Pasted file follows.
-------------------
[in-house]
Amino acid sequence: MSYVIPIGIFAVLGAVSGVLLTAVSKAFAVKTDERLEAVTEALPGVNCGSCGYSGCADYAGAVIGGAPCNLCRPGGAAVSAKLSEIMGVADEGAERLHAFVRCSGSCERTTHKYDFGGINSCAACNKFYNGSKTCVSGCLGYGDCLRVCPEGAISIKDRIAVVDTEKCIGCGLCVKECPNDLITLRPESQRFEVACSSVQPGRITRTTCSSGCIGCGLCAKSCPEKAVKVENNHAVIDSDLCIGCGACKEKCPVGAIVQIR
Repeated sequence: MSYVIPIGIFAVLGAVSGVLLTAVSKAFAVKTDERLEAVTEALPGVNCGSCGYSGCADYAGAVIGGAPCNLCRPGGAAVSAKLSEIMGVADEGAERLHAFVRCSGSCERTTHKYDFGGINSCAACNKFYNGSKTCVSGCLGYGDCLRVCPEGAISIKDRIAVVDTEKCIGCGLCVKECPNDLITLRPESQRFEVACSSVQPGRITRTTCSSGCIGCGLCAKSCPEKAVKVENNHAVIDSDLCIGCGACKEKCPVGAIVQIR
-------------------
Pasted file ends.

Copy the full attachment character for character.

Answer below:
[in-house]
Amino acid sequence: MSYVIPIGIFAVLGAVSGVLLTAVSKAFAVKTDERLEAVTEALPGVNCGSCGYSGCADYAGAVIGGAPCNLCRPGGAAVSAKLSEIMGVADEGAERLHAFVRCSGSCERTTHKYDFGGINSCAACNKFYNGSKTCVSGCLGYGDCLRVCPEGAISIKDRIAVVDTEKCIGCGLCVKECPNDLITLRPESQRFEVACSSVQPGRITRTTCSSGCIGCGLCAKSCPEKAVKVENNHAVIDSDLCIGCGACKEKCPVGAIVQIR
Repeated sequence: MSYVIPIGIFAVLGAVSGVLLTAVSKAFAVKTDERLEAVTEALPGVNCGSCGYSGCADYAGAVIGGAPCNLCRPGGAAVSAKLSEIMGVADEGAERLHAFVRCSGSCERTTHKYDFGGINSCAACNKFYNGSKTCVSGCLGYGDCLRVCPEGAISIKDRIAVVDTEKCIGCGLCVKECPNDLITLRPESQRFEVACSSVQPGRITRTTCSSGCIGCGLCAKSCPEKAVKVENNHAVIDSDLCIGCGACKEKCPVGAIVQIR